From Fedora Project Wiki

System-wide crypto policy


Unify the crypto policies used by different applications and libraries. That is allow setting a consistent security level for crypto on all applications in a Fedora system. The implementation approach will be to initially modify SSL libraries to respect the policy and gradually adding more libraries and applications.


Current status

Detailed Description

The idea is to have some predefined security levels available, such as LEGACY, DEFAULT and FUTURE (see also update-crypto-policies(8)), that an administrator should be able to configure by modifying /etc/crypto-policies/config. The configured security level will be applied globally, after executing update-crypto-profiles. (Note: it would be better to have a daemon that watches those files and runs update-crypto-profiles automatically)

After that the administrator should be assured that any application that uses the system settings will follow a policy that adheres to the configured profile.

Ideally setting a profile should be setting:

  • the acceptable TLS/SSL (and DTLS) versions
  • the acceptable ciphersuites and the preferred order
  • acceptable parameters in certificates and key exchange, i.e.:
    • the minimum acceptable size of parameters (DH,ECDH,RSA,DSA,ECDSA)
    • the acceptable elliptic curves (ECDH,ECDSA)
    • the acceptable signature hash functions
  • other TLS options such as:
    • safe renegotiation

An idea of how this will be implemented is to have each Fedora application's configuration file or compilation option will set a system default option. That is for example for applications that use GnuTLS or OpenSSL a priority string or cipher named "SYSTEM". Then the shipped library will make sure that once the "SYSTEM" option is encountered the preconfigured system settings will be applied. When an application doesn't specify any default settings the system settings should apply.

The preconfigured settings for each SSL library will be auto-generated from the default profile in /etc/crypto-profiles/generated/$(libname)/config

Benefit to Fedora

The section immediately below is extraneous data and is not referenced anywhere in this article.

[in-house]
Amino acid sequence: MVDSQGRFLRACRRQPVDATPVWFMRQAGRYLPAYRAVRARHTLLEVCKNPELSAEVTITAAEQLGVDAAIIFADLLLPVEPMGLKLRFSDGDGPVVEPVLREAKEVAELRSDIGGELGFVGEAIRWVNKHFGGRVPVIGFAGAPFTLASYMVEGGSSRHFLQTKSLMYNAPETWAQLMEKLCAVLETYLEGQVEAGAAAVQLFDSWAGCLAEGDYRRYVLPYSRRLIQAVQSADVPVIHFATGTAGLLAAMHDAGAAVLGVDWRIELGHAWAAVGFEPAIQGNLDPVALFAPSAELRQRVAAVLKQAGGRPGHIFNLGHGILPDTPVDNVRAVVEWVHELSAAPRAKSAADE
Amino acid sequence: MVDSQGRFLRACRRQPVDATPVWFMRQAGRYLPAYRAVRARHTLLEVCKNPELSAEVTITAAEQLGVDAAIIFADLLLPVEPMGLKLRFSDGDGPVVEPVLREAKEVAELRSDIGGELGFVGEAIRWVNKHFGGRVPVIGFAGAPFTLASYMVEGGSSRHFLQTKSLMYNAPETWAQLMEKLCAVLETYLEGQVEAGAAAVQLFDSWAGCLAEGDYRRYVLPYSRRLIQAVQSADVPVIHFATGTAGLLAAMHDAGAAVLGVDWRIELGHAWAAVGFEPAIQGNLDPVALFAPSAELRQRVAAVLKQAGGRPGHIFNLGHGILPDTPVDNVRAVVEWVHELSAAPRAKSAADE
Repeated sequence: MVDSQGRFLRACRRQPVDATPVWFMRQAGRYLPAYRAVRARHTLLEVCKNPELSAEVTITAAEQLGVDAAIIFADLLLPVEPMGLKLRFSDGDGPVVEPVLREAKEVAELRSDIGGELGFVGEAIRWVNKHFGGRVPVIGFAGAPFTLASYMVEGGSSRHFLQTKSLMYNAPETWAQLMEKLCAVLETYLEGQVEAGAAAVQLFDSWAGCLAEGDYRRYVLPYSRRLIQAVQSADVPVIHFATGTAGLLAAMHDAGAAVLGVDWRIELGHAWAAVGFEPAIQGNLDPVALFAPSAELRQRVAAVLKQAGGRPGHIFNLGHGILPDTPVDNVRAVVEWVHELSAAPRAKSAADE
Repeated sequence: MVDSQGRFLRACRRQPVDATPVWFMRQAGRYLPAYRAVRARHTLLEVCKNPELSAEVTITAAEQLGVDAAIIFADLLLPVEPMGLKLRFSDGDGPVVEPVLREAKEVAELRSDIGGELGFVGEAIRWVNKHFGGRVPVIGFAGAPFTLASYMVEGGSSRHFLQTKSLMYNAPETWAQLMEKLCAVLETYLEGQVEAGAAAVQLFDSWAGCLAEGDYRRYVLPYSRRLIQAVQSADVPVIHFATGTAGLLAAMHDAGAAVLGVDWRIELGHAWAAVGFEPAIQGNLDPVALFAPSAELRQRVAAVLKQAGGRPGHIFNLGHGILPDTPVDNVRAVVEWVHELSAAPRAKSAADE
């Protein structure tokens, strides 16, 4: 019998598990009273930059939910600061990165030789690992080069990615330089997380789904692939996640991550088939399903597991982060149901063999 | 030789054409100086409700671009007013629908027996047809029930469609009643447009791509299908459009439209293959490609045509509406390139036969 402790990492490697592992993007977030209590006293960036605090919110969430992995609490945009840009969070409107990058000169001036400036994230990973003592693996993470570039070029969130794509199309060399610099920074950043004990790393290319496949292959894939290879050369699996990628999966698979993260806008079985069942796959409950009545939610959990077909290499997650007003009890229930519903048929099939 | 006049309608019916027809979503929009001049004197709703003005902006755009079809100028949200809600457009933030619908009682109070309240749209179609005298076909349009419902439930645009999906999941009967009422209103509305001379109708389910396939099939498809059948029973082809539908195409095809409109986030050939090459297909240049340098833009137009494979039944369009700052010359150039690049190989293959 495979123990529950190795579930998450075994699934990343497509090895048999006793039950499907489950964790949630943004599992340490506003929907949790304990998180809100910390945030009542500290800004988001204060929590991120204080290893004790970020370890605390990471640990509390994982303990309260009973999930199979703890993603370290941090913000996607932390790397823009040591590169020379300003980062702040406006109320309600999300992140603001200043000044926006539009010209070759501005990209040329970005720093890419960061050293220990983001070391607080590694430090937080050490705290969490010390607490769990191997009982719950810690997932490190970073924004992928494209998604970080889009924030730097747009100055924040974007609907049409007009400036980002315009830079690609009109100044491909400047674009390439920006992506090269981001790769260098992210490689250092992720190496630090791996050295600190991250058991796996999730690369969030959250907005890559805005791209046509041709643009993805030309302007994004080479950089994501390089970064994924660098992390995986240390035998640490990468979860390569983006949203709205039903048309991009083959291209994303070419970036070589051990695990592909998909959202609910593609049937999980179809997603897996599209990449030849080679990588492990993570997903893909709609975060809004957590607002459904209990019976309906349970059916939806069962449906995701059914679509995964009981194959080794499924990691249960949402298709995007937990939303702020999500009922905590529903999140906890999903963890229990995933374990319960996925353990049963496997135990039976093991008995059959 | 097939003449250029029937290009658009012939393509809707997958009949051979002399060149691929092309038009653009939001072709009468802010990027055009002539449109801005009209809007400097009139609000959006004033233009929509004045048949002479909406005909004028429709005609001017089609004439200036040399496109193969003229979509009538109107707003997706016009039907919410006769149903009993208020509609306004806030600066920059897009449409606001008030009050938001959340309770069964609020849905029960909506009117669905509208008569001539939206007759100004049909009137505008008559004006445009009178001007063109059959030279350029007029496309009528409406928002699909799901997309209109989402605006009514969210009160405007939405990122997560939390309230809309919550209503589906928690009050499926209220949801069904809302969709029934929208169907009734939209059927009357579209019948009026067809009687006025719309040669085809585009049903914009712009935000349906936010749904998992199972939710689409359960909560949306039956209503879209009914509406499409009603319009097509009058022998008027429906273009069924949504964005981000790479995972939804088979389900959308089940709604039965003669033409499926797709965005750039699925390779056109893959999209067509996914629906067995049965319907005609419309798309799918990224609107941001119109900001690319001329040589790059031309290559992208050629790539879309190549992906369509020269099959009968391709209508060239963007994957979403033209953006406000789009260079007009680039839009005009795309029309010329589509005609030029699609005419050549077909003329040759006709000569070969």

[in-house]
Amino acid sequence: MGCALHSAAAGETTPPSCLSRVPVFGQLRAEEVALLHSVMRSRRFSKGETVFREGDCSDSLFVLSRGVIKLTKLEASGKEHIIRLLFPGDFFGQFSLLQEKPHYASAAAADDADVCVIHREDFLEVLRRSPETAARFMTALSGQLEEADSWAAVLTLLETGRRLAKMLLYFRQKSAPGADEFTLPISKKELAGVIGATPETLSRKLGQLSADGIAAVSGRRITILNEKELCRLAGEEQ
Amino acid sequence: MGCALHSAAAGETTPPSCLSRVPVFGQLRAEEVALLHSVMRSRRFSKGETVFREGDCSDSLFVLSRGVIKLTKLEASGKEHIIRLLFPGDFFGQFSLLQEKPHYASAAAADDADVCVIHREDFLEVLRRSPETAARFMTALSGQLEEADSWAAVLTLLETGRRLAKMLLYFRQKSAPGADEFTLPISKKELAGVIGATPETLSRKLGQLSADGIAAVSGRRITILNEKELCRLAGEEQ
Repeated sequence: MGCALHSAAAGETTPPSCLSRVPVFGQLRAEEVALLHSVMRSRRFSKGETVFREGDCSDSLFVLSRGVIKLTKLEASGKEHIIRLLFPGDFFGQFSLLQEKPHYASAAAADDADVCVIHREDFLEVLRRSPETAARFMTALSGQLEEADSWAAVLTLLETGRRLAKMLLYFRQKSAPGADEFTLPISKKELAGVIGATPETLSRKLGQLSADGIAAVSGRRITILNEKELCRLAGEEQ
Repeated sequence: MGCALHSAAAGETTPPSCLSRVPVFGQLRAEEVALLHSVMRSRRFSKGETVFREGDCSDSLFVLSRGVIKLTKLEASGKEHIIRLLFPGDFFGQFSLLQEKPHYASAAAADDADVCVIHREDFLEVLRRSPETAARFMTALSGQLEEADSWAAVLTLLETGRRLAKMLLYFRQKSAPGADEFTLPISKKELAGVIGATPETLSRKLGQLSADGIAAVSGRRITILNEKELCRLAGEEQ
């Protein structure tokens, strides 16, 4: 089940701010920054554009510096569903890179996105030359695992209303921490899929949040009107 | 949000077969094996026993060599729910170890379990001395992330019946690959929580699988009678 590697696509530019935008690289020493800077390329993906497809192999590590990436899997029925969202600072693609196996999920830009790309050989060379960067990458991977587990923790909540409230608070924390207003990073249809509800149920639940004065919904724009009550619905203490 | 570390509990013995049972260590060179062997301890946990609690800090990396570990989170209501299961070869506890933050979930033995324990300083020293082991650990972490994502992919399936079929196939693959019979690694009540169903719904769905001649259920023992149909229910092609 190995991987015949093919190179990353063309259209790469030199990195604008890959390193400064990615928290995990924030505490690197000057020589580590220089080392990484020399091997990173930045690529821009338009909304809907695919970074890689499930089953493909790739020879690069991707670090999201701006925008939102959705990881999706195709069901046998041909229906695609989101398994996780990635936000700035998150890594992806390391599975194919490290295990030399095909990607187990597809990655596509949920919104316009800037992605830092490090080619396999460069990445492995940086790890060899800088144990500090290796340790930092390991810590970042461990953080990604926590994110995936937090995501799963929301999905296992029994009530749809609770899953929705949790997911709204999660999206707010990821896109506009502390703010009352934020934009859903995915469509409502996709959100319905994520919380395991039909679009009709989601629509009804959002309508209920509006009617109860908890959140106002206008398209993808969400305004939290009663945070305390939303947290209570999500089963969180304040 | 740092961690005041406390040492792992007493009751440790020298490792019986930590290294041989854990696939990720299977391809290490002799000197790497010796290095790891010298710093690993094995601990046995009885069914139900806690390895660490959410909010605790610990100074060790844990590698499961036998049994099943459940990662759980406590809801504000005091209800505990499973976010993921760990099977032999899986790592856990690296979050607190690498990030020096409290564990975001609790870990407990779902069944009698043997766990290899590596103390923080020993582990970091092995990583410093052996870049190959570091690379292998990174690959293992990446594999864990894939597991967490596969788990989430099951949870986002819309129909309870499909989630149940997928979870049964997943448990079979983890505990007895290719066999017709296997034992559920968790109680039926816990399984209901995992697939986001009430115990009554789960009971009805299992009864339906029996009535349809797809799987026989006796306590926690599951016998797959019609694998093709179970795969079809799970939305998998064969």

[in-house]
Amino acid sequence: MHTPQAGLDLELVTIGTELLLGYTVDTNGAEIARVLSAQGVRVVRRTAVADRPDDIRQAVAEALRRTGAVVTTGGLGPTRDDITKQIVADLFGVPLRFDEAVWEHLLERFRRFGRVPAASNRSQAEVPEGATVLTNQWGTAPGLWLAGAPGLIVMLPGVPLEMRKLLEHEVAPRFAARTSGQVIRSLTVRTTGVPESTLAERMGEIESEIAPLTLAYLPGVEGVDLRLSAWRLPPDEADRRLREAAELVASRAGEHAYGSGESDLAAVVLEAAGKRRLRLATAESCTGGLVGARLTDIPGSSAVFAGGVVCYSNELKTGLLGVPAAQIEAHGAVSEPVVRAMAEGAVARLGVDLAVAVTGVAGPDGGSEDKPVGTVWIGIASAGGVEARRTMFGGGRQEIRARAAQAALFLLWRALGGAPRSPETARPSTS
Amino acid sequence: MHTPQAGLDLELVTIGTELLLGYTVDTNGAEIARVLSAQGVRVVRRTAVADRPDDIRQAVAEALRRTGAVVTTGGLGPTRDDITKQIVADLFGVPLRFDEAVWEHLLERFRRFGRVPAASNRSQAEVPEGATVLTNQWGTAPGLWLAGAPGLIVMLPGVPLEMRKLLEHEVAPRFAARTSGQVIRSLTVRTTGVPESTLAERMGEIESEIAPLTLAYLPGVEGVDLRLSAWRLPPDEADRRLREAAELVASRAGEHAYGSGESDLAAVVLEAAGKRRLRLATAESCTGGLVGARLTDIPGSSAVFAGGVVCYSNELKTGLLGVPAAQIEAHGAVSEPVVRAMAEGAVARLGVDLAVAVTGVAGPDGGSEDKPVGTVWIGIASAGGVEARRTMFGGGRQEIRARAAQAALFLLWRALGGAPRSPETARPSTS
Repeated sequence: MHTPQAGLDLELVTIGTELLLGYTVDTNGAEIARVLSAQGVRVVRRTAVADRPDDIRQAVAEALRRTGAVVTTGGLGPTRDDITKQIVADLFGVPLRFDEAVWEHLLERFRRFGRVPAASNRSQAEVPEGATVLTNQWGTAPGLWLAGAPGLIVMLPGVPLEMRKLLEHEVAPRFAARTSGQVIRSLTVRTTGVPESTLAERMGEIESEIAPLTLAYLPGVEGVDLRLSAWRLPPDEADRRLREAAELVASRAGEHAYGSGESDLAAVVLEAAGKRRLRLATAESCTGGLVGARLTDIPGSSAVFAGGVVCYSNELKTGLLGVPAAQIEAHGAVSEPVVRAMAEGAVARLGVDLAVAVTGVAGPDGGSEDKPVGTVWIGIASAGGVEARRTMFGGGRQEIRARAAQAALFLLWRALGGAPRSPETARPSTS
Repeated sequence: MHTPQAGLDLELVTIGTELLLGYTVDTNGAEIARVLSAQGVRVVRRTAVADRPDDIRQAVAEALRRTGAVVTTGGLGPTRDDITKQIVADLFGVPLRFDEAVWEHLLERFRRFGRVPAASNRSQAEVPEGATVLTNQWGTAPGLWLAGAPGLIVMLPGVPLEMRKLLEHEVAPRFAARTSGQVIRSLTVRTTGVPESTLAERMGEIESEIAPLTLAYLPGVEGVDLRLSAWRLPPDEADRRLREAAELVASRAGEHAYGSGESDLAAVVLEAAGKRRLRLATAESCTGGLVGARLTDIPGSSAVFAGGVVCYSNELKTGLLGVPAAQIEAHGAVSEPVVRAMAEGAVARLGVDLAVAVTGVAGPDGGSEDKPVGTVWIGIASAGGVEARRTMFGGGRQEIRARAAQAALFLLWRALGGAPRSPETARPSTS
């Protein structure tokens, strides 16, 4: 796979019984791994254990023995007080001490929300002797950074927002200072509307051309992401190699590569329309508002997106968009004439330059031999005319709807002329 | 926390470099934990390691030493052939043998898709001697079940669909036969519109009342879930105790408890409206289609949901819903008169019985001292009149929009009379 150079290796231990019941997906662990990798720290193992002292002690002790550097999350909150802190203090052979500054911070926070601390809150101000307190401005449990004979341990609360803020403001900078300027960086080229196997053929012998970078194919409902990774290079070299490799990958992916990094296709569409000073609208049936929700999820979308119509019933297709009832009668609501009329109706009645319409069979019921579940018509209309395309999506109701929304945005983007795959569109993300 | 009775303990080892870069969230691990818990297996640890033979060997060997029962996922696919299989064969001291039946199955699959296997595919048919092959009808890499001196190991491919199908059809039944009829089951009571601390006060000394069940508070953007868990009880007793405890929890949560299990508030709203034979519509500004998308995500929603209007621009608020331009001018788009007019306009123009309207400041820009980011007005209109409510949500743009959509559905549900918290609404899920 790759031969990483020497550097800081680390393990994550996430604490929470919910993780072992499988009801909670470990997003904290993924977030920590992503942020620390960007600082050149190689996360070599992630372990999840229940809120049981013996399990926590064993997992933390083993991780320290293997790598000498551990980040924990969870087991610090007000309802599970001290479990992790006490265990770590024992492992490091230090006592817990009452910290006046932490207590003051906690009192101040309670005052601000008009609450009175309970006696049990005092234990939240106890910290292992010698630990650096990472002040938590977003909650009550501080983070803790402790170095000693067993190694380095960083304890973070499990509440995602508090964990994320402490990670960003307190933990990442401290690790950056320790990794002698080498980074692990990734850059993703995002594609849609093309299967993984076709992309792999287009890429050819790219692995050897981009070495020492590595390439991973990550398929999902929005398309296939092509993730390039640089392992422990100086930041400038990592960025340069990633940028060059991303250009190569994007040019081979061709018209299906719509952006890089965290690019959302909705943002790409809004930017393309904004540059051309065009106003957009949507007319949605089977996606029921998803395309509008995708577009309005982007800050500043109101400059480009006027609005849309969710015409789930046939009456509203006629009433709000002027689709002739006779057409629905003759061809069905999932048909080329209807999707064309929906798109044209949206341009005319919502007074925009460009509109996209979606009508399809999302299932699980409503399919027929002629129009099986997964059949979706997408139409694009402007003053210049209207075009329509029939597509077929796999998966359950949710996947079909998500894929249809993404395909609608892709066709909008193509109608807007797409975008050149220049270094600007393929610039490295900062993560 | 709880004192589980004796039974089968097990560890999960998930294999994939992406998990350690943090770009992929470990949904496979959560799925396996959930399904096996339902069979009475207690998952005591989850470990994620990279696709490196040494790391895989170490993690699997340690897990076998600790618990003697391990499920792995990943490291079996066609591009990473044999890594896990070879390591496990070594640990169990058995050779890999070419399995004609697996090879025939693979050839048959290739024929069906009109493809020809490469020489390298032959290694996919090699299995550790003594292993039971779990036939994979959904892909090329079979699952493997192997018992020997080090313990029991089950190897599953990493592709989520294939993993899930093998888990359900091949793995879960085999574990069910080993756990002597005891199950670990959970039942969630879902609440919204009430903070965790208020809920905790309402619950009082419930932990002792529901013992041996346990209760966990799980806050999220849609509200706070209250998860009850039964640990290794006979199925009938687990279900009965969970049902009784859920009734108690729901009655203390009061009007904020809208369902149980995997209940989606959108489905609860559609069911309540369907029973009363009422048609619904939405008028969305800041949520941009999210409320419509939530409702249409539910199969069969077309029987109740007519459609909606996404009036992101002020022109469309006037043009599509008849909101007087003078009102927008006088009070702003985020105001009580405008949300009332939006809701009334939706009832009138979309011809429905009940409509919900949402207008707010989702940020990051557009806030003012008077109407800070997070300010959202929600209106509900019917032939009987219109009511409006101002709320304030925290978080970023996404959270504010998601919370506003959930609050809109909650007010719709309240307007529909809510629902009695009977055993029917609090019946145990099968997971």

With this change a Fedora system will have a consistent way of setting a default security profile for all applications.


There are changes required in GnuTLS, OpenSSL and NSS libraries. On a second phase non-SSL crypto libraries could use these settings.

  • Proposal owners:
    • In GNUTLS the "@SYSTEM" priority string will be used to specify the system ciphers. Any applications using gnutls_set_default_priority() will also use the system ciphers.
    • In OpenSSL the cipher string "PROFILE=SYSTEM" will be used to specify the system ciphers. Any applications not explicitly specifying ciphers will use the system ciphers.
    • NSS, doesn't support yet similar configuration. Adding support is work in progress.

After that a mechanism to specify crypto policies for Fedora has to be devised, as well as the extraction to each libraries' settings.

  • Other developers:

Packages that use SSL crypto libraries should, after the previous change is complete, replace the default cipher strings with the ones described above. In F21 the number of packages converted will be a selected small set to prevent an overwhelming flow of bugs in case of breakage, and in F22 more packages will be converted. After F21 bugs will be reported to packages using the crypto libraries (detected possibly using repoquery).

A developer could test whether the system crypto policy is being applied using the following steps:

    • Test ordinary operation
    • Change /etc/crypto-policies/config to FUTURE
    • run update-crypto-policies